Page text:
Julee Dickerson-Thompson

Bio

As an award-winning artist, Julee Dickerson-Thompson is known for her distinctive pen and ink illustrative style, airbrush paintings, and public art installations. Beginning with her residency at Zenith Gallery’s artist colony and subsequent participation in the inaugural exhibitions at the Evans-Tibbs Gallery and the Miya Gallery, Julee’s work is featured in exhibits and collections at galleries, museums, and “alternative spaces” throughout the United States.

Seeking to integrate influences from her travels and studies in West Africa, the Caribbean, the American South, and Paris, France, Julee experiments with mixed-media, soft sculptures, quilts, and doll-making. Often moving between fine art, illustrations, and literature, Julee is also an author, and one of her most recognized books is The Dance of the Rain Gods, published by Africa World Press. Regardless of the medium, her work often incorporate themes of Black feminism, peace promotion, inter-faith symbolism, and inter-generational relationships.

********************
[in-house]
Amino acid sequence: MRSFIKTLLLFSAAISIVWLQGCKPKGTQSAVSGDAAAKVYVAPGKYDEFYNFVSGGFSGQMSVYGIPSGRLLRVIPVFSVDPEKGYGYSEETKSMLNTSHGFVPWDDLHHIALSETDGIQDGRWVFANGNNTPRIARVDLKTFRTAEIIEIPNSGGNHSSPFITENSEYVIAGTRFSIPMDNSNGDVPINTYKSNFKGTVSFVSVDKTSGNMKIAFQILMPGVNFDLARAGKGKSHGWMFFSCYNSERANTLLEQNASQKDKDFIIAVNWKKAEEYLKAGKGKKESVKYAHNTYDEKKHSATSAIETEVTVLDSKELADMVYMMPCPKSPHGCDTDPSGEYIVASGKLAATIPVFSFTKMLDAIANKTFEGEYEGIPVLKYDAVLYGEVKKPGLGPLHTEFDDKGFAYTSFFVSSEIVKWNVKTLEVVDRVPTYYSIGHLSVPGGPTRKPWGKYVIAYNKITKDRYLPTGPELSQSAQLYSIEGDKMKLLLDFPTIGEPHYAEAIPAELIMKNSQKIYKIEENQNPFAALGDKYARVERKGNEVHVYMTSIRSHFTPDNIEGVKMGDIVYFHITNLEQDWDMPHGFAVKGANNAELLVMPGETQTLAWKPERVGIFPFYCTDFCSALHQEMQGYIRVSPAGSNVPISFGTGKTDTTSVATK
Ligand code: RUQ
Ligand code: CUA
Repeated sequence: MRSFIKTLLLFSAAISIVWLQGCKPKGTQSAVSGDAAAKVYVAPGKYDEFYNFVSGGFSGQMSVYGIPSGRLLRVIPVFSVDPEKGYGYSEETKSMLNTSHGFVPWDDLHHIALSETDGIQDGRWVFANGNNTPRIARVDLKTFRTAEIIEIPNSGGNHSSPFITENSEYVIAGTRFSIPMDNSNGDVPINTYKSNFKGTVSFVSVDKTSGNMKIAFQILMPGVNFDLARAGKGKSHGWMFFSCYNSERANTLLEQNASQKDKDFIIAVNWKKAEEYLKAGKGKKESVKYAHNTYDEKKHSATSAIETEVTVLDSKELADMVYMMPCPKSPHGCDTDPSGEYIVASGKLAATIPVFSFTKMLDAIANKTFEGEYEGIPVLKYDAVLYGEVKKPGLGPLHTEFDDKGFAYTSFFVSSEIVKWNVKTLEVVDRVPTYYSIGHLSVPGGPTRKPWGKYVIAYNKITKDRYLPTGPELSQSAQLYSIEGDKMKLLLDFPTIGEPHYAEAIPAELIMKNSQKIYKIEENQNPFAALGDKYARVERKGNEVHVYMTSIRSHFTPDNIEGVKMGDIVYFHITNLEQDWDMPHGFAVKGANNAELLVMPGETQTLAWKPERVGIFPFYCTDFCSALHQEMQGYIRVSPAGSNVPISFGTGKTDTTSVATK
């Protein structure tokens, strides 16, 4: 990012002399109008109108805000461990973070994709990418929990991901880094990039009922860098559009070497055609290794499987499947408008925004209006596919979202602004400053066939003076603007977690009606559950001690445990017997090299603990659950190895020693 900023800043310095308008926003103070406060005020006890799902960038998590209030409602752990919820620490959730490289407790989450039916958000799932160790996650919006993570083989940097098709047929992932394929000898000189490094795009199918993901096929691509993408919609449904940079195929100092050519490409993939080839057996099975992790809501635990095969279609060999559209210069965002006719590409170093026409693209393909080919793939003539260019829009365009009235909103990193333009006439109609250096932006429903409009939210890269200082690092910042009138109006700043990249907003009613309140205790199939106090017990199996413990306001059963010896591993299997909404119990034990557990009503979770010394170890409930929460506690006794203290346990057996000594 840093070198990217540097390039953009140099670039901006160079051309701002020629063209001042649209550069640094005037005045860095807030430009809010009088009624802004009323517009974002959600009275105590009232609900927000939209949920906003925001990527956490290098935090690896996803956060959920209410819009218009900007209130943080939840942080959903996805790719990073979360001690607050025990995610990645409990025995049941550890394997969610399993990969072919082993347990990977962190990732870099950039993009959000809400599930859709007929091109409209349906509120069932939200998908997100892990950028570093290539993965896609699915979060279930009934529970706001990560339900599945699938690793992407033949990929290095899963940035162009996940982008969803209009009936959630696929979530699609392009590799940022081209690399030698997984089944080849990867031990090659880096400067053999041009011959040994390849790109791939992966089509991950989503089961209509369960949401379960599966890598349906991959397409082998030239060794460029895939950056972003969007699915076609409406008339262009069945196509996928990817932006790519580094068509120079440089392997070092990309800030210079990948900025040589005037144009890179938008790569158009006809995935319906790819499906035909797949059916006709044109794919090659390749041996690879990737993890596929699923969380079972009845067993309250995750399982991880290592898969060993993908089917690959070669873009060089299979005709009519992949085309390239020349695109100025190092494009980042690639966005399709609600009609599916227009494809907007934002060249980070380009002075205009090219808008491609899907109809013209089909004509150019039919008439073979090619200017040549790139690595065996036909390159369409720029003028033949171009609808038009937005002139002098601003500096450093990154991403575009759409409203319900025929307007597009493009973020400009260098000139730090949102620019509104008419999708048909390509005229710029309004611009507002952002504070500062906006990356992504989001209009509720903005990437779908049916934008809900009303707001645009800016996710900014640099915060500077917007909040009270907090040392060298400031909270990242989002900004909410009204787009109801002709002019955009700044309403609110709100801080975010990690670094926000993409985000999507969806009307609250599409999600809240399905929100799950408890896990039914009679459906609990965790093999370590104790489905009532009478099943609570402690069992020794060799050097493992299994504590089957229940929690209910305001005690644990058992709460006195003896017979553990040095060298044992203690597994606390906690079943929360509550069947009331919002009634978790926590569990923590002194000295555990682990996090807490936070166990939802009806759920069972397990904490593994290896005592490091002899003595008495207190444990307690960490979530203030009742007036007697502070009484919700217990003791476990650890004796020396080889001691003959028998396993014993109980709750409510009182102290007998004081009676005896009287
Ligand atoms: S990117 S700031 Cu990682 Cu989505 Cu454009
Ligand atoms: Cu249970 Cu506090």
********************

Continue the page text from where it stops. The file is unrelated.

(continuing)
Julee Dickerson-Thompson is a native Washingtonian and life-long resident of the Brookland community. When she was a teenager, the Workshops for Careers in the Arts (now Duke Ellington School of the Arts) planted the seeds for a career as a multi-media artist and illustrator. Julee continued her art studies at Simmons College, the Massachusetts College of Art, and the School of the Museum of Fine Arts, Boston, and the Corcoran College of Art.